Architecture: The Taj Mahal at sunrise, Brighton Pavilion, Didcot Power Station... ahh, those great monuments to love

Readers will be the first to put me right, but I do not know of a British church dedicated to St Valentine, the third-century Christian martyr associated, by historical accident, with the sending of valentines. If there is, I wonder what it looks like? Can the idea of love be represented or sublimated successfully in stone or bricks and mortar? I don't mean happy suburban homes with roses around the Kentucky Fried Georgian door, but monuments to grand passion.

Architects and their patrons have tried, but these monuments have usually been erected to lust rather than love, although how far the two can be separated has never been clear.

Brighton Pavilion is clearly a pleasure dome; every voluptuous billow of the Prince Regent's seaside palace speaks of lubricious summers spent among a soft mound of silk pillows.

But, where can you find the architecture of pure love, the sort John Betjeman had for Peggy Purey-Cust (and recorded in "Summoned by Bells") or I had for Susan Connolly, who smelt so wonderful, when I was five? The most famous example is the Taj Mahal, that astonishing white marble mausoleum on the Jumna River in Agra built between 1632 and 1643 by the emperor Shah Jahan in memory of his beloved wife, Mumtaz Mahal. Taj Mahal means the "crown of buildings" in Urdu. Members of royal families, noble peasants and hordes of tourists have come this way for 350 years hoping to share in the latent magic of this peerless Mogul building. Mostly they experience crowds of people, although early on a February morning in the pink rose of dawn and before the coaches and the trains from Delhi arrive, the Taj is a truly moving sight.

I am not sure if this has anything to do with the love that Shah Jahan bore Mumtaz Mahal, for I have felt an equal sense of delight - that same involuntary shudder up the spine - when looking once from the hill above the Thames at Dorchester to Didcot Power Station. I hope this doesn't sound mad, but when the sun catches those great cooling towers and the plumes of fleecy white steam that rise so gently from them, south Oxfordshire seems a strangely heavenly place. Love and power stations are odd bedfellows, I agree, but what I am struggling to say is that our experience of delight in architecture and buildings in the landscape has everything to do with their form and setting and the light that plays against them and probably nothing at all to do with the fact that a particular building might have been inspired by the great love two people bore one another.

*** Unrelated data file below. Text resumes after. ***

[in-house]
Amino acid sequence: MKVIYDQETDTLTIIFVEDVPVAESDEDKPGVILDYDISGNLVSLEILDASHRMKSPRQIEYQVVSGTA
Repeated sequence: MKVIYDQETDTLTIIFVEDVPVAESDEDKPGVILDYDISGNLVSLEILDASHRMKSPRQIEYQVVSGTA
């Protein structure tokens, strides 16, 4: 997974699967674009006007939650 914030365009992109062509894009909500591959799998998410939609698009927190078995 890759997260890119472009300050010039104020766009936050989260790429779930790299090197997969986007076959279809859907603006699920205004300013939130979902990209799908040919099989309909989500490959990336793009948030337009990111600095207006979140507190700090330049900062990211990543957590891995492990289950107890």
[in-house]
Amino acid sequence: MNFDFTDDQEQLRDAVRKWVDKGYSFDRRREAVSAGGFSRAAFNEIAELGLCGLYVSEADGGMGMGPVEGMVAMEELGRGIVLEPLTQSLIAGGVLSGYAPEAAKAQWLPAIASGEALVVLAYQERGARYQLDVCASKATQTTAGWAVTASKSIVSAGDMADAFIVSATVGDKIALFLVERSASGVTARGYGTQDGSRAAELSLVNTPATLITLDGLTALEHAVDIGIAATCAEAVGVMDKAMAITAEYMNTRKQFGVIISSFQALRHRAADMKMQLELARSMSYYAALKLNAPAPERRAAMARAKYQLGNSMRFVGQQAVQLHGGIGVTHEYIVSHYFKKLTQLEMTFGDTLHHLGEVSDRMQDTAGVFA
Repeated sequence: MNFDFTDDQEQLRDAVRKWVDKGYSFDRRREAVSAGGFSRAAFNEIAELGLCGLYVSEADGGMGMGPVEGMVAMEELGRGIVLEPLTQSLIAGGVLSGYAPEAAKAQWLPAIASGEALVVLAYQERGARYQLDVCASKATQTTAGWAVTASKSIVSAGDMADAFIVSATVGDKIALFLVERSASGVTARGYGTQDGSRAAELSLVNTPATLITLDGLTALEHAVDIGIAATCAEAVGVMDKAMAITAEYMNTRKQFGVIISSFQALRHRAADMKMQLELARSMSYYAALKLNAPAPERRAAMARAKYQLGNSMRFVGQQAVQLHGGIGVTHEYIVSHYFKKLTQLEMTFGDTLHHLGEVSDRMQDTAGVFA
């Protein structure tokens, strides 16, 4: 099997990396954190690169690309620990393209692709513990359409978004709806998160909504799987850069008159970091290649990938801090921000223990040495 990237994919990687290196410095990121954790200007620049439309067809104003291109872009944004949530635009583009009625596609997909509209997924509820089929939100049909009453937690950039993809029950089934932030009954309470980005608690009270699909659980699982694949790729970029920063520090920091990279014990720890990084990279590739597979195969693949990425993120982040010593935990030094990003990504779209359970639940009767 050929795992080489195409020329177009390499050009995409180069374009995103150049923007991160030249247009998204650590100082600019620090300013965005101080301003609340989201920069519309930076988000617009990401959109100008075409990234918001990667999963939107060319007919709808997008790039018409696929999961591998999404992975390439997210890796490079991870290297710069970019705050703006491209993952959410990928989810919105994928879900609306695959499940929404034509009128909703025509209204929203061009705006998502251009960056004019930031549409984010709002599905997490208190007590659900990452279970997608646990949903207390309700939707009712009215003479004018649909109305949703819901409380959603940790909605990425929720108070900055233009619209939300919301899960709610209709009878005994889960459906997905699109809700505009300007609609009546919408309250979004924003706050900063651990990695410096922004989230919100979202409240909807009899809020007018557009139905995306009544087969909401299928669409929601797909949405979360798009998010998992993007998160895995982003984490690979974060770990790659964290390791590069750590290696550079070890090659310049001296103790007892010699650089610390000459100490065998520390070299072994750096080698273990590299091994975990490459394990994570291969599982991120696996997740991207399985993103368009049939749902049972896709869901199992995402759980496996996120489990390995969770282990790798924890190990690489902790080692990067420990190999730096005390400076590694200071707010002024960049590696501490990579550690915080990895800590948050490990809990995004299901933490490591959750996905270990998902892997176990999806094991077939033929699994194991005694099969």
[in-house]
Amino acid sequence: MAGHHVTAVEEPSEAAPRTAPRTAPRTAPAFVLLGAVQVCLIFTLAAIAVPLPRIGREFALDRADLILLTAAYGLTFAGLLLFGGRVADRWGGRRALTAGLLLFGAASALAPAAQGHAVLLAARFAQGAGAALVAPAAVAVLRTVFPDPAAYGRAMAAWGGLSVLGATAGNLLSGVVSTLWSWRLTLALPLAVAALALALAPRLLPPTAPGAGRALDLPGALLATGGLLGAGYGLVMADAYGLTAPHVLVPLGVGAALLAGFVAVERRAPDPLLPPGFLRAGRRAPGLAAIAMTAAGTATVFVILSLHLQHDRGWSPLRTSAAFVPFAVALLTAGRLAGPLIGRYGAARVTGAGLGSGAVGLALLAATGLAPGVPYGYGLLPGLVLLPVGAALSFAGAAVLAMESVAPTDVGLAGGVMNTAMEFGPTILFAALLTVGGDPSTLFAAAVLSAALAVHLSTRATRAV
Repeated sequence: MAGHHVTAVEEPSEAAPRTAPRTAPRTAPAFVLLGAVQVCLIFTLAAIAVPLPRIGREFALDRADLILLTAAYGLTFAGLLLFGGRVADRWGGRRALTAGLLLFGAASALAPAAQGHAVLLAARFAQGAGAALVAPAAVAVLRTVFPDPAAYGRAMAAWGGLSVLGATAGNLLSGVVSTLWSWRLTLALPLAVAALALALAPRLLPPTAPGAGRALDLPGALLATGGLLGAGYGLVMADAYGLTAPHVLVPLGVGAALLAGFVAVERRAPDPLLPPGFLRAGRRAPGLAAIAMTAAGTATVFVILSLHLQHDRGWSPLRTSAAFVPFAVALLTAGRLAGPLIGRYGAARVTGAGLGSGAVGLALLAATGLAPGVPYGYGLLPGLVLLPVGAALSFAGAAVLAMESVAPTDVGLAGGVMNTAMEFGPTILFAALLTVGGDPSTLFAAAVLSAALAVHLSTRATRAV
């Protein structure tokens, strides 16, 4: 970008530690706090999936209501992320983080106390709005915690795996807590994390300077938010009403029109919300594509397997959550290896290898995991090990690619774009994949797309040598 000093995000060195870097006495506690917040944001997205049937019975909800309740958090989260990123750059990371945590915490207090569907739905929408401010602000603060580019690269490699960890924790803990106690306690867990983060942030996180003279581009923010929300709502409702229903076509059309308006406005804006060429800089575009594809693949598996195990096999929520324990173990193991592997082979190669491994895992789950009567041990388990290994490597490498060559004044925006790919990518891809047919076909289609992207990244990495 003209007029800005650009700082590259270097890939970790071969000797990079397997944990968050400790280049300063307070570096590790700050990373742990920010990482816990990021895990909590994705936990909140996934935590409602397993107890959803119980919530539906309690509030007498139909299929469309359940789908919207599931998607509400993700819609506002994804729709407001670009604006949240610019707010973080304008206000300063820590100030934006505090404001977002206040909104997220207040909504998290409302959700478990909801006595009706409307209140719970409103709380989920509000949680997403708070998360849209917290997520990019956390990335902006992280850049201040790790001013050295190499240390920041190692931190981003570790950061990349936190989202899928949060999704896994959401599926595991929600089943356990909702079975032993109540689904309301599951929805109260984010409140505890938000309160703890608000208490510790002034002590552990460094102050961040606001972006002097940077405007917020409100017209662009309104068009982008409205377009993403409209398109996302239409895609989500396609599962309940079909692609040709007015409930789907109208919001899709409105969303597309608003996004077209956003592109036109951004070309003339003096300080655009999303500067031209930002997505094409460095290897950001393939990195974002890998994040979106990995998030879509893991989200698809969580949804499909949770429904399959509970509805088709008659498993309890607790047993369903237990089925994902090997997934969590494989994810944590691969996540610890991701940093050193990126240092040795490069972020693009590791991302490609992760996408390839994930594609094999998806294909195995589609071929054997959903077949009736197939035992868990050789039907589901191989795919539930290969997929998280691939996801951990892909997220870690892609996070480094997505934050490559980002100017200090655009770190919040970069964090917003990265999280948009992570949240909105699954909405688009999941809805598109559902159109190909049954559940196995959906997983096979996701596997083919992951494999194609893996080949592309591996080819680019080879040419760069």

Grand passions may be played out in the least likely settings, whether the "high-rise horrors" of tired newspaper headlines or the grand country houses of Brideshead-fuelled fancy. My favourite, though, is a Gothic Horror house in Hampstead that once featured briefly in John Betjeman's TV documentary Metroland. It was called "Agapemone" (or the House of Love), and although the Greek word "agape" has long been used to denote to Christian love (as in God's love for us), this "Agapemone" was a house in which a Victorian CofE priest announced that he was Jesus Christ and shared his love in carnal fashion with a number of susceptible young women.

This, though, is not a very romantic example of a monument to love.